Recovery Month

Recovery Month is a national observance held every September to educate Americans that substance use treatment and mental health services can enable those with a mental and/or substance use disorder to live a healthy and rewarding life. 

SPS believes that behavioral health is essential to overall health, prevention works, treatment is effective, and people can and do recover. Recovery Month is a time to celebrate the gains made by those in recovery. Treatment can save a life and can help people struggling with Substance Use Disorders (SUDs). 

Did you know that the Laborers Union provides access to various resources to help union members with substance abuse issues, if needed? Contact Marc Lyle, Laborer Recovery Specialist for more information.

In crisis? Call or text 988 for help today.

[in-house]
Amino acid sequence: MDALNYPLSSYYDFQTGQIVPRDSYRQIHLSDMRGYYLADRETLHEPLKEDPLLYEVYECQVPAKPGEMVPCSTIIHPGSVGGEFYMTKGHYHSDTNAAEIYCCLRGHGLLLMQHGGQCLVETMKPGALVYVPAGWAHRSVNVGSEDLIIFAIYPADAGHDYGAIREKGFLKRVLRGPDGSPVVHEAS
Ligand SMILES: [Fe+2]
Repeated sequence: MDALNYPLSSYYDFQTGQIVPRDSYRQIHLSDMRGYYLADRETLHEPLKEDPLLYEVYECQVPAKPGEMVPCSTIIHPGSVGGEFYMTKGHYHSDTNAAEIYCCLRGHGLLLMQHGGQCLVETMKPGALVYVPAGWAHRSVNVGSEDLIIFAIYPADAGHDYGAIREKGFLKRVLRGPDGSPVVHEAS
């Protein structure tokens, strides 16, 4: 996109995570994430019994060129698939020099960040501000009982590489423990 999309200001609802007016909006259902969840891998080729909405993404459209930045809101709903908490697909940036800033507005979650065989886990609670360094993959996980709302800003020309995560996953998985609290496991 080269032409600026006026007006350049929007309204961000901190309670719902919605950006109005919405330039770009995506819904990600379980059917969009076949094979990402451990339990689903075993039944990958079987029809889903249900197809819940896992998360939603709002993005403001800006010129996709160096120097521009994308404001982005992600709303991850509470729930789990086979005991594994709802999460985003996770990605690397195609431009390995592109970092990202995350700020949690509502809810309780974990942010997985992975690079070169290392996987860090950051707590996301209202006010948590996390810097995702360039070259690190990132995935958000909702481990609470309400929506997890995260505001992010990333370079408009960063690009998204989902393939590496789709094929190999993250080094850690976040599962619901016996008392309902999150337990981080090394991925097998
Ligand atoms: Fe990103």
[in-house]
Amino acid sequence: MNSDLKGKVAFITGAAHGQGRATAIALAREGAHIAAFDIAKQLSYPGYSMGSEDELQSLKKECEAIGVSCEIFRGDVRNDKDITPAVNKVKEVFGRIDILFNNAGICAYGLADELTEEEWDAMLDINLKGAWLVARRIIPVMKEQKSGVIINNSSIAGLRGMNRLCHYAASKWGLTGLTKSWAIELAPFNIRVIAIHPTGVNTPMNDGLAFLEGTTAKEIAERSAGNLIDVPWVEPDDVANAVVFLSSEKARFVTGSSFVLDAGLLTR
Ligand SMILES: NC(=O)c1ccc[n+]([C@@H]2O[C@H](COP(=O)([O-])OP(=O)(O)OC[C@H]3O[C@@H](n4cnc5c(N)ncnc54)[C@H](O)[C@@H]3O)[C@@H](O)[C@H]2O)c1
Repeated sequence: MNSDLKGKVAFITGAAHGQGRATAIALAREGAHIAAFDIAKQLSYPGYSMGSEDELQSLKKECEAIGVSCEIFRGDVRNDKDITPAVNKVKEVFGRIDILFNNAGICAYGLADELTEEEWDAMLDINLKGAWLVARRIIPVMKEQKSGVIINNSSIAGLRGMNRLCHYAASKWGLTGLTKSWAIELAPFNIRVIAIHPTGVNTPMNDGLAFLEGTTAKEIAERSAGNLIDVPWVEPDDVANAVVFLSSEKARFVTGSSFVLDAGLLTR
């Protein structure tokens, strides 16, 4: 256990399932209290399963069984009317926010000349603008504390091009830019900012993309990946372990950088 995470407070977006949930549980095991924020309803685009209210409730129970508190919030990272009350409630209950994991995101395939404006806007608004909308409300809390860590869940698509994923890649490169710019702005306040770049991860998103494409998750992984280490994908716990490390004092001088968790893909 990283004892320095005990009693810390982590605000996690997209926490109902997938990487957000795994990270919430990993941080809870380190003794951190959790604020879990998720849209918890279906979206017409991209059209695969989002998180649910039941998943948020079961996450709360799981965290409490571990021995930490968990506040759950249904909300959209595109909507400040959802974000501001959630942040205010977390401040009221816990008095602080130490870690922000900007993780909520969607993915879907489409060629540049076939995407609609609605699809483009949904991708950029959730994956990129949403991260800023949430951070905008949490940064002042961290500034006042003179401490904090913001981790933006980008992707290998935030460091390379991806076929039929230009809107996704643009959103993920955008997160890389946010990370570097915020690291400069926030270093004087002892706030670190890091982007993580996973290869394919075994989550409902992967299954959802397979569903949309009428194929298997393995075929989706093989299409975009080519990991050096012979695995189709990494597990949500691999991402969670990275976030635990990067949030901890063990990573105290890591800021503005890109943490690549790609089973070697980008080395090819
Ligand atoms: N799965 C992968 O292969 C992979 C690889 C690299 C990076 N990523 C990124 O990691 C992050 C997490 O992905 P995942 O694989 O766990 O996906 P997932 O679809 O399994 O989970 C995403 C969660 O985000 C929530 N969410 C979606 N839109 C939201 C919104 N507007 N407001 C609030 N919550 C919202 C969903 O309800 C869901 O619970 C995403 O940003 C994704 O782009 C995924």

Learn more about Recovery Month here:

Safe and Sound Week: Mental Health

OSHA’s Safe and Sound Week is held every year at the beginning of August. The goal of Safe and Sounds Week is to recognize the successes of workplace health and safety programs as well as an opportunity for companies to evaluate their programs and make improvements. The focus for 2023 Safe and Sound Week is mental health and well-being.

Many discussion topics in construction focus on physical safety, protecting ourselves and others from bodily harm. What is not often talked about is our mental health. Stress, anxiety, and depression are common in the industry and result in construction having one of the highest rates of suicide and substance abuse. It is important that we talk about these issues to reduce the stigma and encourage all to reach out when help is needed.

Get the Full Details here.

Protect Your Hearing Month

Did you know? 

  1. Exposure to loud noise or certain chemicals while at work can damage your hearing? Occupational hearing loss is one of the most common work-related illnesses and is permanent. 
  2. 22 million US workers are exposed to hazardous noise levels at work each year. 
  3. Reducing workplace noise below 85 dBA is the best way to prevent occupational hearing loss and other effects from hazardous noise. 

Learn more about how to protect your hearing on the job site here: